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If you’re wondering about the title of this blog post, yes I am apparently 12. And no, I don’t care. *slams bedroom door*
I have long written about the hierarchies of relationship status within Western society and how fucked up they are. When single, I fought against the idea that I needed a partner (preferably a man, if not then a woman would do) to “complete” me. As a fiercely intelligent, grumpy and ambitious woman I didn’t think I needed anyone by my side to prove to others how awesome I am. At the same time that I actually did want to be in a relationship, I also didn’t think I needed a partner to validate my awesomeness. I knew I was enough by myself, and I wanted to be in a relationship for other reasons.
Now that I am in a relationship, I am still frustrated by this dynamic. I benefit A LOT from having a partner. I now have someone to bring to the work dinner, someone to go on vacation with and someone to ward off unwanted male attention. I have someone to talk about when a new acquaintance is trying to get to know me better by asking socially prescribed questions, and I no longer have to deal with awkward silences or pitying expressions when I say I am single. Even better, my partner goes by male pronouns, hiding my queerness and making me sound like I fit right in with straight society. (And, yes, in case you didn’t realize, most of this preceding paragraph should be read in a sarcastic tone.)
So, given the above, it really pisses me off that I am treated differently now I have a partner. Even by my feminist friends. People have stopped inviting me out as much, assuming I want to spend every second of my spare time staring into my beau’s eyes. They’ve even stopped inviting me out directly, and starting asking my partner to do things, assuming that I will just accompany him like a passive dog at his heels. And this behaviour, from self-professed queer feminists, I find unacceptable.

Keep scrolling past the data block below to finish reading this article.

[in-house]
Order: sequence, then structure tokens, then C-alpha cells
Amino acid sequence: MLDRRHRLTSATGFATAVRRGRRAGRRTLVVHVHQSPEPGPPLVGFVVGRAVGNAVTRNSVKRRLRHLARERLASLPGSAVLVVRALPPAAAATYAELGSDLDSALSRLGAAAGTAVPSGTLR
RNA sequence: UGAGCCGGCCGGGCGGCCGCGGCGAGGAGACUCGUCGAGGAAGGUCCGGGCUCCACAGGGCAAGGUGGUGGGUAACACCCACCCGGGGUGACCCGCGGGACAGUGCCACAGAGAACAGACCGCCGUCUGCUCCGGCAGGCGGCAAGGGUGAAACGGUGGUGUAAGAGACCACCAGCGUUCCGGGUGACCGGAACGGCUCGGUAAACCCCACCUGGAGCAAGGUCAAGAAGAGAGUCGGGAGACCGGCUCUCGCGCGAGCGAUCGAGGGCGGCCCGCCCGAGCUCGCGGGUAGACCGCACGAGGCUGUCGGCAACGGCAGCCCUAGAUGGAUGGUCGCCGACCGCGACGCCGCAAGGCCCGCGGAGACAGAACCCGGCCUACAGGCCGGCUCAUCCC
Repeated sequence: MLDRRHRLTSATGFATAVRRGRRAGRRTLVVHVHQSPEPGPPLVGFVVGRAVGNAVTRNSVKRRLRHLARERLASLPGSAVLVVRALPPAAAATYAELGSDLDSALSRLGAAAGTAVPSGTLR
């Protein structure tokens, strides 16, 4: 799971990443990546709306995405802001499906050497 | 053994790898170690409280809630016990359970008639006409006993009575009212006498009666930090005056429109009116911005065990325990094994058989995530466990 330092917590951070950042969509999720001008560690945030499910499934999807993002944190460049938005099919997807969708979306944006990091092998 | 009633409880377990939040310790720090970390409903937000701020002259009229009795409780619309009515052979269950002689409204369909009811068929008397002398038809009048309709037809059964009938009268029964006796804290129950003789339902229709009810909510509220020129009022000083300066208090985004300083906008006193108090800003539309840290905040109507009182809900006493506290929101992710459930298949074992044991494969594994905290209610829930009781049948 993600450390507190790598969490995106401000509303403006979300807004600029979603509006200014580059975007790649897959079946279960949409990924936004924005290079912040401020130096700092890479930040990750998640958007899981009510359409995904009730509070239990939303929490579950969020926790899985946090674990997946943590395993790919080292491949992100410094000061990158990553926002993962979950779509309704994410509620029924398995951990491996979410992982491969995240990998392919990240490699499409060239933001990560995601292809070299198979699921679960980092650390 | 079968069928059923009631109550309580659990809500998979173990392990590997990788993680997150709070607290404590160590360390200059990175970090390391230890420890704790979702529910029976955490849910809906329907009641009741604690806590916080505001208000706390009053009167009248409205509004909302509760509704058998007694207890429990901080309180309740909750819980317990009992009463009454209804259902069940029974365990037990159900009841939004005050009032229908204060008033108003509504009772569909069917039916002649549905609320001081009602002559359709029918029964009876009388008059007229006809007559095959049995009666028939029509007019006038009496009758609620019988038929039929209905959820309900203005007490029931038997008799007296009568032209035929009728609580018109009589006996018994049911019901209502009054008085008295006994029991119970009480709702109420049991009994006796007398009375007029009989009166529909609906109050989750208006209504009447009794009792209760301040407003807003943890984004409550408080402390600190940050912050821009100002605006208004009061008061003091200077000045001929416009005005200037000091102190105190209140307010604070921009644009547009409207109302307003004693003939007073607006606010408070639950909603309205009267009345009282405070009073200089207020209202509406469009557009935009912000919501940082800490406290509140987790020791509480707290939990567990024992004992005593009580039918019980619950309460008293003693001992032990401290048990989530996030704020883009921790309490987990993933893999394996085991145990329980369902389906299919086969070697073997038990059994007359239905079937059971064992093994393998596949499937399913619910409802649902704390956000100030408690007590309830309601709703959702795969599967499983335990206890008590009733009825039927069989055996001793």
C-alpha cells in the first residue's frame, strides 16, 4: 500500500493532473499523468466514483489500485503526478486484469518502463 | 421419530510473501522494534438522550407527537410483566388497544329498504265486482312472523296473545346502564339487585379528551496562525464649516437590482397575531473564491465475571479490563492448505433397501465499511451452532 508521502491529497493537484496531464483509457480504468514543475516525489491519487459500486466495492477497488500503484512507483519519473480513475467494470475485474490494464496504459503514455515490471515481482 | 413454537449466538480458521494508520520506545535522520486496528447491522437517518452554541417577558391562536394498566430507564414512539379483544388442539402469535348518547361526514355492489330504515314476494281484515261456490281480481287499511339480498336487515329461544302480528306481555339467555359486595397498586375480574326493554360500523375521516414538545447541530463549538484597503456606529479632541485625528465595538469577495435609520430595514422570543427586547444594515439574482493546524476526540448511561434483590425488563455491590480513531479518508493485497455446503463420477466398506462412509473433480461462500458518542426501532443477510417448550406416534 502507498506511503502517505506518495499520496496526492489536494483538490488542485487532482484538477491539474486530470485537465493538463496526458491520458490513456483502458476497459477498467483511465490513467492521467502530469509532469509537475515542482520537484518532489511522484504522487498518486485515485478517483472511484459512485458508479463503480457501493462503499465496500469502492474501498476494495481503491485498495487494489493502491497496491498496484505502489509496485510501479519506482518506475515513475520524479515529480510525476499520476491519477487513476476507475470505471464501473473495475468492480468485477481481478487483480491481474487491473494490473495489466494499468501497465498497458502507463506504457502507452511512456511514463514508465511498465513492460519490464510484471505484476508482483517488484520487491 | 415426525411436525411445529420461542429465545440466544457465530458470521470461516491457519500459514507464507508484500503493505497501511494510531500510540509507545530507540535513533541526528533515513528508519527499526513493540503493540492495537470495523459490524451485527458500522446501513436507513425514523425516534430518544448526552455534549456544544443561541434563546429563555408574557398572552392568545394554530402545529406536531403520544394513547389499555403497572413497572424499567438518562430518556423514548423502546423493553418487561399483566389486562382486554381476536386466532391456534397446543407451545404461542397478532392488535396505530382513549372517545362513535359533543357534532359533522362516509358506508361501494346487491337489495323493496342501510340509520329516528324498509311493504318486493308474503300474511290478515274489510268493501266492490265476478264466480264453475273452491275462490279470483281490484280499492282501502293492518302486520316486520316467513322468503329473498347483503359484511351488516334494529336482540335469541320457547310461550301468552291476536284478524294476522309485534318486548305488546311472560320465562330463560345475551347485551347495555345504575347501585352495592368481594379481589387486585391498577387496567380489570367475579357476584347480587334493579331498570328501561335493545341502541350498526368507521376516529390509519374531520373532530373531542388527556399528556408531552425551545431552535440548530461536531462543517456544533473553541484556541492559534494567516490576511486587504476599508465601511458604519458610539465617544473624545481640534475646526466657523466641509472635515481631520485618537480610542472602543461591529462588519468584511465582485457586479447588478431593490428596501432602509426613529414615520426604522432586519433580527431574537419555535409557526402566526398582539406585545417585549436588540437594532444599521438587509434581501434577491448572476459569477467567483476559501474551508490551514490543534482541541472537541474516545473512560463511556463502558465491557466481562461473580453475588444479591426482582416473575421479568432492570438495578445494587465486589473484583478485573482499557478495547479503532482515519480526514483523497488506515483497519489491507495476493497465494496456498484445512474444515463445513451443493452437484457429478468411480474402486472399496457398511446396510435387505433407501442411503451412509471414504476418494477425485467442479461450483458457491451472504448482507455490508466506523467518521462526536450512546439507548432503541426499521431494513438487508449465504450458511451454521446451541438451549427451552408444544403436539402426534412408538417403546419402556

I have tried to avoid making these assumptions in my own life. I try not to ask one half of a couple, assuming the other half will trot along beside them, but ask each person separately as if they are, shock horror, individual people with distinct social lives. Given that, I know I’m not perfect and, despite my righteous indignation, I know I’ve committed the old ask-one-expect-two invitation style.
However, enough is enough and I think we should all, as self-respecting feminist men, women and queers, get over our linguistic laziness and send an invitation to each person we want to come to our events. After all, isn’t this just an extension of the formal Mr. & Mrs. L. Brightwell. Who needs a name, right, when you’ve got a husband?